British-born Indian Cookery Writer and Broadcaster Vicky Bhogal is on a mission to reduce food waste by teaching people how to actually cook from scratch. Her recently released cookery book, Cooking Like Mummyji, is inspired by the Punjabi food that she grew up with, but uses very few, and inexpensive ingredients, and the framework of techniques is perfectly geared to easily use up what people already have in their cupboards and fridge.
Vicky explains: “Food waste is quite a new phenomenon, and one I don’t experience. To me it’s because people have lost the ability to truly cook, not just slavishly follow celebrity dinner party recipes. If you really know how to cook you can open your cupboard that’s got four things in it and you will make a meal.”
Vicky’s British-Asian upbringing taught her to cook with not much to-hand yet still create wholesome meals. A lot of British-Asian families grew up with very little money so they found ways to use what they had in different recipes. For example you can make a delicious dhal, have it with rice or chapati and have nourishing food for the family for a week, as well as getting enough protein without lots of meat.
Now determined to teach people how to cook for themselves without being enslaved to recipes, beholden to particular ingredients or bewildered by what to do with a wrinkly red pepper or bag of wilting spinach, she wants to free them from buying the ingredients for particular recipes and then just throwing away what is left over. Cooking Like Mummyji contains some easy, highly versatile and delicious recipes that reduce food waste in their simplicity, and can be made with all sorts of produce and flavourings, examples from the book include many of the marinades, stuffed flatbreads, all-in-one quick rice pilaus and vegetable sabjia, along with pickles and chutneys. Vicky is now planning a series of ‘pop-up cookery school’ demos and ‘restaurant takeover’ supperclubs on using homecooking to ensure sustainability in our kitchens and get people feeling really confident with their cooking and ready to use up whatever they have.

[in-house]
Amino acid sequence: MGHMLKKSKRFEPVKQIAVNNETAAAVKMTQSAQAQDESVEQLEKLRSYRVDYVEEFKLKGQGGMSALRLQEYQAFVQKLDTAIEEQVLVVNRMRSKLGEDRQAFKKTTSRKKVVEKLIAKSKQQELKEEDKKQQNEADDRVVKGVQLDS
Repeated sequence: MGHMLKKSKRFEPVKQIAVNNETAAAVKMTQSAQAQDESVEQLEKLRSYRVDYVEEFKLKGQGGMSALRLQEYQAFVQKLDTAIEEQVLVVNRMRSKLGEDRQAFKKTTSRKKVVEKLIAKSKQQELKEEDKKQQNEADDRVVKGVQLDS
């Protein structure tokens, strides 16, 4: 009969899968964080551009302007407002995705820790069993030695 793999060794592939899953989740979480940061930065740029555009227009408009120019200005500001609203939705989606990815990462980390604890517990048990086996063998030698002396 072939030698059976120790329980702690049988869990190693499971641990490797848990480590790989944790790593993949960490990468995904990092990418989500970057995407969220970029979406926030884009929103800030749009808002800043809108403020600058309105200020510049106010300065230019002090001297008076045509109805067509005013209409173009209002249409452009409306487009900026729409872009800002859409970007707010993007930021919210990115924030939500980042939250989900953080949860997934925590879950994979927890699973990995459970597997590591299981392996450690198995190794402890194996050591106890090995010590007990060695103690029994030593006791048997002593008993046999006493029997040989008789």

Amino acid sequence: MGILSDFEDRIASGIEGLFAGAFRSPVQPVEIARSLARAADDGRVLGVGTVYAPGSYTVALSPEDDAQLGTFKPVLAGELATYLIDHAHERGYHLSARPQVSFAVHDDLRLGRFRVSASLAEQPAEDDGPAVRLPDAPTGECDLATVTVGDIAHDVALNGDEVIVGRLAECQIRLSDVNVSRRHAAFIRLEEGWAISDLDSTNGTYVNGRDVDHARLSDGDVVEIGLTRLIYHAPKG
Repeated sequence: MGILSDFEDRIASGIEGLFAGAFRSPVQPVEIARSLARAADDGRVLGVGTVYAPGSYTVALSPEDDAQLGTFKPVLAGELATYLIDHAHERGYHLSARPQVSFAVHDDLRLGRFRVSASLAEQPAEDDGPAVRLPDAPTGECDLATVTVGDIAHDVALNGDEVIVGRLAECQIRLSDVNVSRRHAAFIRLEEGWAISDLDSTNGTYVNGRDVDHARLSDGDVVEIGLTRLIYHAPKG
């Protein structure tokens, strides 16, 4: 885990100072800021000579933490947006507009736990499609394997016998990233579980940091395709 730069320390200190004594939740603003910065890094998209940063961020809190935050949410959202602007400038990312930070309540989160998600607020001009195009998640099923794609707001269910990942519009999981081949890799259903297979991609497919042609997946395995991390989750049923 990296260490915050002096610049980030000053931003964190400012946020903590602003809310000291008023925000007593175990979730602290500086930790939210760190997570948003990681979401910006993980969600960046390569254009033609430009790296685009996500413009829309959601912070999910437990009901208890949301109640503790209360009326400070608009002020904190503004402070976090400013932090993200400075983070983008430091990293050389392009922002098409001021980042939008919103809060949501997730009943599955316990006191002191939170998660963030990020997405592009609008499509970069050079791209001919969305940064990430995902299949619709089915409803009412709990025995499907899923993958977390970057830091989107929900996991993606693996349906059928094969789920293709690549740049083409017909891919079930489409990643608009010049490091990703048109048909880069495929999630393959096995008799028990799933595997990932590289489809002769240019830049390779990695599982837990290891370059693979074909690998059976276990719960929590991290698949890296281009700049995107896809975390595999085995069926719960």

Cooking Like Mummyji was first published to great critical acclaim in 2003, selling out before publication and garnered thousands of loyal fans, but then, due to changes in the publishing office it was commissioned from, it suddenly fell prematurely out of print for almost 10 years. Unpublished but unforgotten, it unexpectedly spread by word-of-mouth around the world and due to that popular demand this cult status bestseller has finally been stunningly reprinted after a long, truly fascinating and inspiring journey back to print after Vicky’s determination to follow her dream to put it back on the shelves for future generations.
Now this eagerly anticipated, beautifully revised, edition by new publisher Grub Street over a decade later brings this cookery classic back to glorious life, with exquisite new food photography by the lauded Regula Ysewijn, revised text bringing it bang up to date, including favourite recipes from A Year of Cooking Like Mummyji and special brand new dishes. In over 100 recipes it explodes myths and stereotypes, revealing the secrets of the real, authentic, traditional Indian home cooking, using British ingredients, that Vicky Bhogal grew up with in her Punjabi home in Britain, and is more relevant to our food scene now than ever.
As a globally renowned and respected food writer, Vicky warmly welcomes you to this insider’s guided journey, recipe by recipe, through heritage, spoonfuls of memories and her world of delicious family food. As she says, “I have often thought it such a shame that the Western world is not let in on the secret of real Indian home cooking, as though it is a sort of long-standing trick, our last remaining jewel. I wrote this to share what we really eat at home, which is much lighter, fresher, healthier and fragrant than that which you find in a typical Indian restaurant and has a vibrant breadth of flavours. A handful of simple spices, like musical notes, can be combined in many different ways to create beautiful melodies”.